This was a very difficult year for the Muslim students on our campus, as well as for many Muslim communities in our country. Last summer was fraught with war in Palestine, continued destabilization in Syria, and the resulting refugee crisis. The Charlie Hebdo shooting at the beginning of the calendar year and then the resulting hateful backlash on social media felt personal. Our Muslim Students Association responded with a witty flier campaign that aimed to normalize the Muslim student experience. I thought it was brilliant (though I am quite biased).

‘One look at the faces of my students told me it didn’t matter if I had done it right. All that mattered was that I had joined them. Right happens when I draw nearer to God and all God’s people, not when I manage rules or systems with deft ability.’

And then the Muslim students known affectionately as Our Three Winners were murdered in Chapel Hill. This was a tragedy that it hit close to home, and the fear it generated was personal, deep, and real.

Suddenly, fighting Islamophobia[1] wasn’t about keeping people from giving nasty looks or name calling behind someone’s back; it was about saving lives.

Deah Barakat and Yusor and Razan Abu-Salha were killed at the beginning of Lent. I couldn’t help but live this unfolding drama through the Gospels. The message I hear, again and again, is the challenge from Jesus to stand with those who are different from ourselves—to see the pain that would be easy to ignore and to respond to it. That act of seeing—really seeing—is our first step as Christians in loving our neighbors. But it is not the only step. The next step is to become kin—to eat, mourn, and celebrate together, maybe even fast together.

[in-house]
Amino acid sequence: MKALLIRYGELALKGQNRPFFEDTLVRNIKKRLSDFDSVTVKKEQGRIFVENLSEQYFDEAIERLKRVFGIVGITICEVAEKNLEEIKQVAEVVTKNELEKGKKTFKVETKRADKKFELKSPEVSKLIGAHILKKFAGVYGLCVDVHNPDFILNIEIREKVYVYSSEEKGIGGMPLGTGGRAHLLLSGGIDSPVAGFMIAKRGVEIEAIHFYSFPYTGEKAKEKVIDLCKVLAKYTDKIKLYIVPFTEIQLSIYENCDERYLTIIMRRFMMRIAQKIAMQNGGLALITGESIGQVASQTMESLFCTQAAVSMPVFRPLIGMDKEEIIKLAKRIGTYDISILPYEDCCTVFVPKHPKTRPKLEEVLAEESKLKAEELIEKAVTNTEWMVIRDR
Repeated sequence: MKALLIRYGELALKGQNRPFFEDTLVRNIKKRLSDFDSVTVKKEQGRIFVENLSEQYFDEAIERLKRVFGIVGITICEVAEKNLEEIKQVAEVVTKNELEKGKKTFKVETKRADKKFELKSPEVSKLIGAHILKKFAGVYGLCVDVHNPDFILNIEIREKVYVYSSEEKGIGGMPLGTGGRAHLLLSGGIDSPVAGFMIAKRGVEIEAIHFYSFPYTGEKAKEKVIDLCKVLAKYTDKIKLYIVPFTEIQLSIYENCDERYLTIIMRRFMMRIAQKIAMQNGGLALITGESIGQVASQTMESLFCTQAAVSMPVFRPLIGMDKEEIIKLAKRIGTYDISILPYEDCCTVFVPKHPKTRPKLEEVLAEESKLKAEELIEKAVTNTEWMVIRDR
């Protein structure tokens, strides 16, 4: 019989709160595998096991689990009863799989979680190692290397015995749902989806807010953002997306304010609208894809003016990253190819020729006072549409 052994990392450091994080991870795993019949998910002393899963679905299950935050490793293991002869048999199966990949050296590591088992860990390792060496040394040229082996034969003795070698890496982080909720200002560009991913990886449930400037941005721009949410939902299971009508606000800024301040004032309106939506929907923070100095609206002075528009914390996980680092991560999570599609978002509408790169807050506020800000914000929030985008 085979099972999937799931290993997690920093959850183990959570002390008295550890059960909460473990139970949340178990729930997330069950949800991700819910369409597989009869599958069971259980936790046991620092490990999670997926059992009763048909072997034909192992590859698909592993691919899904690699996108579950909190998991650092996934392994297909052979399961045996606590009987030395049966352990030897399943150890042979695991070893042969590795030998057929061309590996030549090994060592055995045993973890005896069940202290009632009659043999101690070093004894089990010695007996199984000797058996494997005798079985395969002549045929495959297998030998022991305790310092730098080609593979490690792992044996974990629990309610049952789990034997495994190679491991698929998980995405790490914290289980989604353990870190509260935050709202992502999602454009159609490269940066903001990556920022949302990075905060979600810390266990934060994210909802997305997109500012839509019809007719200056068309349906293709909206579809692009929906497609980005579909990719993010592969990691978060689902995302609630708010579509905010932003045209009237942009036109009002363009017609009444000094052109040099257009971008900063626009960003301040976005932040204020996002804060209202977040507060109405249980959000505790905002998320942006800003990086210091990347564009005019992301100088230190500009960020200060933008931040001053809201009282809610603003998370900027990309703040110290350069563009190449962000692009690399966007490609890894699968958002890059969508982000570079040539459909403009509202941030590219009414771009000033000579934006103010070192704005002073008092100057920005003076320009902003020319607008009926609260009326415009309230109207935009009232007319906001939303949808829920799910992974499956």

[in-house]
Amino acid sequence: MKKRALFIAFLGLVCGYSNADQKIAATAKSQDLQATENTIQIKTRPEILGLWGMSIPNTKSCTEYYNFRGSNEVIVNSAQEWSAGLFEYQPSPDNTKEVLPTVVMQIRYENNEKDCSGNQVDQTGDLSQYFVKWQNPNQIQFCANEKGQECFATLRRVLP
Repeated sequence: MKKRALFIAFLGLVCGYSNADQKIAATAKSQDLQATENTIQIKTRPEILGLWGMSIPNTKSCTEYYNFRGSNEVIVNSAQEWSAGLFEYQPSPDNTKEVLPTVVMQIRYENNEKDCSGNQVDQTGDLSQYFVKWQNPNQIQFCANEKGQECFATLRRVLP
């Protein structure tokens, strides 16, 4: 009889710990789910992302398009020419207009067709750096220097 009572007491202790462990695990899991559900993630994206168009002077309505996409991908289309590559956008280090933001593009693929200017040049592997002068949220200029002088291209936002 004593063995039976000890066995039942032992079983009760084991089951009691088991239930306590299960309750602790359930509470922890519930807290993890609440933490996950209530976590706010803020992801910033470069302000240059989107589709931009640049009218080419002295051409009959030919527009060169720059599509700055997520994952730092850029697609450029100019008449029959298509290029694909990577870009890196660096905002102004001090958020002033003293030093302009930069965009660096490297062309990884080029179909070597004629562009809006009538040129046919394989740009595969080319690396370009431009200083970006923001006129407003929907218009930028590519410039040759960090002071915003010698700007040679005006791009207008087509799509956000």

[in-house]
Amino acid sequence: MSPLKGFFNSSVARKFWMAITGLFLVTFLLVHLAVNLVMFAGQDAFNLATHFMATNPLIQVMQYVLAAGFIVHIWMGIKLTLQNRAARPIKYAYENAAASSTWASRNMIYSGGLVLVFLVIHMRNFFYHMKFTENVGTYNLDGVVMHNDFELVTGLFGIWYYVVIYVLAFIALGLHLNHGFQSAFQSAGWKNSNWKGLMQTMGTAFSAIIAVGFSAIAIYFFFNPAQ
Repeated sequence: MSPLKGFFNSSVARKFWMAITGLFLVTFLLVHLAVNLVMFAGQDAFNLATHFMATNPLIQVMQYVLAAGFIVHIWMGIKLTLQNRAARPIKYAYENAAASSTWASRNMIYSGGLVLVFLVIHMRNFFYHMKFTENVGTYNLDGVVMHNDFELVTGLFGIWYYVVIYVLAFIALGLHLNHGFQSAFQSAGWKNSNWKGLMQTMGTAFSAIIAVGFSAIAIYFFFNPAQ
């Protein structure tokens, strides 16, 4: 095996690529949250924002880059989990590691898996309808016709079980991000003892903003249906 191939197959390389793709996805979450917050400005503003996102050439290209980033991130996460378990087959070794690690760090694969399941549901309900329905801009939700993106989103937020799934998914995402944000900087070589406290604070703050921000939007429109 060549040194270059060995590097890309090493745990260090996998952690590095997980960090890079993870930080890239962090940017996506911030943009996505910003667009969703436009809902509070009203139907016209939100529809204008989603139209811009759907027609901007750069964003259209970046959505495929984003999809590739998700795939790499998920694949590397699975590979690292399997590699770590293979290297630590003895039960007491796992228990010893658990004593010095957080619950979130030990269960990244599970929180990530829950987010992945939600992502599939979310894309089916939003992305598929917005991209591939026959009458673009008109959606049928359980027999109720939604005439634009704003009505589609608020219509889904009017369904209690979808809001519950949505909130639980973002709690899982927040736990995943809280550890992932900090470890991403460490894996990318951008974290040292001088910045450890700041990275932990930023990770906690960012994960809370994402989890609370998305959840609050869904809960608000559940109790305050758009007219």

Maybe I didn’t fast right, maybe I didn’t reach some higher spiritual plane, but I do believe that fasting in community will move me towards building God’s kingdom where no one is killed for their love of God—no matter their creed, tradition, or skin color.[2] And that moves me closer to Christ.

To profess love for or belief in Christ in this country puts you in the religious majority and confers certain privileges—the ability to wear religious symbols without fear, to celebrate holidays without using vacation days. To claim faiths other than Christianity in this country (or to claim no faith at all) can put you at risk for much more than social isolation. This reality should offend us as Americans—but as Christians, it should move us to action. If we love the Christ who crossed religious and social boundaries with intent, if we love the God who created each and every person in the divine image, if we love the Spirit that brought understanding of difference on Pentecost, then that love drives us to make this community a place where every person thrives, no matter their faith. (Some Christians rightly, in this context, want to talk about avoiding relativism, being clear in our beliefs, and not giving up on evangelism, the proclamation of the gospel. And we as a church can and should have that conversation, but first we must proclaim the gospel by securing the lives and dignity of all and by building up community.)